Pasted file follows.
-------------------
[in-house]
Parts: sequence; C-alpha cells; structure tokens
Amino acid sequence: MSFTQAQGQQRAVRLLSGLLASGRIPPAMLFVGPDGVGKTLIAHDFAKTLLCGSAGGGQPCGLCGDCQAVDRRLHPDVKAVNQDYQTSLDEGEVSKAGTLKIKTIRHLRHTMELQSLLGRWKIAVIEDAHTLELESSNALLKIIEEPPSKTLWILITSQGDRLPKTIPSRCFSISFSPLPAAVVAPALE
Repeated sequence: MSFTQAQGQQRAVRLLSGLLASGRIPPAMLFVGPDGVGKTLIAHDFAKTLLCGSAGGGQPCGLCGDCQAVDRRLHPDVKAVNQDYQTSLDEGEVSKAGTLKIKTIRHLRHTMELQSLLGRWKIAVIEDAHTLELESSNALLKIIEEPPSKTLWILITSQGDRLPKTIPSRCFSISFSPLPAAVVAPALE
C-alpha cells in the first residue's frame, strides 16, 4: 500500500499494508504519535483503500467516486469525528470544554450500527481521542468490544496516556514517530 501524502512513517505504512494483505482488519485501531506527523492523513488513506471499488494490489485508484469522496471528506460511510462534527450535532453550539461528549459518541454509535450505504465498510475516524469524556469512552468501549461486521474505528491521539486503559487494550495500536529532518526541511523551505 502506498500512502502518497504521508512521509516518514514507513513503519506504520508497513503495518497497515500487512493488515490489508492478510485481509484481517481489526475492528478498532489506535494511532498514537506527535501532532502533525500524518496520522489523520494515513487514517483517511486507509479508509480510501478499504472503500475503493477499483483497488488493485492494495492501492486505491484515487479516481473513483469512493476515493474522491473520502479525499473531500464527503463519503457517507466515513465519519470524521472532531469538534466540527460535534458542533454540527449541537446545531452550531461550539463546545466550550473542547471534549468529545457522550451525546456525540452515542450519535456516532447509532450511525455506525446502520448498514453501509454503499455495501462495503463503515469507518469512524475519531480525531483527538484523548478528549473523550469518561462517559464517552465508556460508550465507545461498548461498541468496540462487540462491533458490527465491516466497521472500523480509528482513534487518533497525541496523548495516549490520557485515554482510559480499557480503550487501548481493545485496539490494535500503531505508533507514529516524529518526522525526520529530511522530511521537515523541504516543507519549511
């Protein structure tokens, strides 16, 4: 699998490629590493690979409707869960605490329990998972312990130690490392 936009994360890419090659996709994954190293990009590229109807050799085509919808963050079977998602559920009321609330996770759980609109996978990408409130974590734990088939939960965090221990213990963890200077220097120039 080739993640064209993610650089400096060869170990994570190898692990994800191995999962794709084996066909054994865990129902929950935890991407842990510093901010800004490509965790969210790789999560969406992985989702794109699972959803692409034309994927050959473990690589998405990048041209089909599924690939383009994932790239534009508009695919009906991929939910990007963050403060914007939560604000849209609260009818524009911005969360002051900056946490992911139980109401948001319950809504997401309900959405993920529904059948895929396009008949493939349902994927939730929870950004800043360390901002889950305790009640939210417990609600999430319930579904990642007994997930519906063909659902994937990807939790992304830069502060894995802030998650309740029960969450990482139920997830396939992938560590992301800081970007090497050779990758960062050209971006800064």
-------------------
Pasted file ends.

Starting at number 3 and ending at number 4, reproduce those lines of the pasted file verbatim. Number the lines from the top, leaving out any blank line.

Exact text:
Amino acid sequence: MSFTQAQGQQRAVRLLSGLLASGRIPPAMLFVGPDGVGKTLIAHDFAKTLLCGSAGGGQPCGLCGDCQAVDRRLHPDVKAVNQDYQTSLDEGEVSKAGTLKIKTIRHLRHTMELQSLLGRWKIAVIEDAHTLELESSNALLKIIEEPPSKTLWILITSQGDRLPKTIPSRCFSISFSPLPAAVVAPALE
Repeated sequence: MSFTQAQGQQRAVRLLSGLLASGRIPPAMLFVGPDGVGKTLIAHDFAKTLLCGSAGGGQPCGLCGDCQAVDRRLHPDVKAVNQDYQTSLDEGEVSKAGTLKIKTIRHLRHTMELQSLLGRWKIAVIEDAHTLELESSNALLKIIEEPPSKTLWILITSQGDRLPKTIPSRCFSISFSPLPAAVVAPALE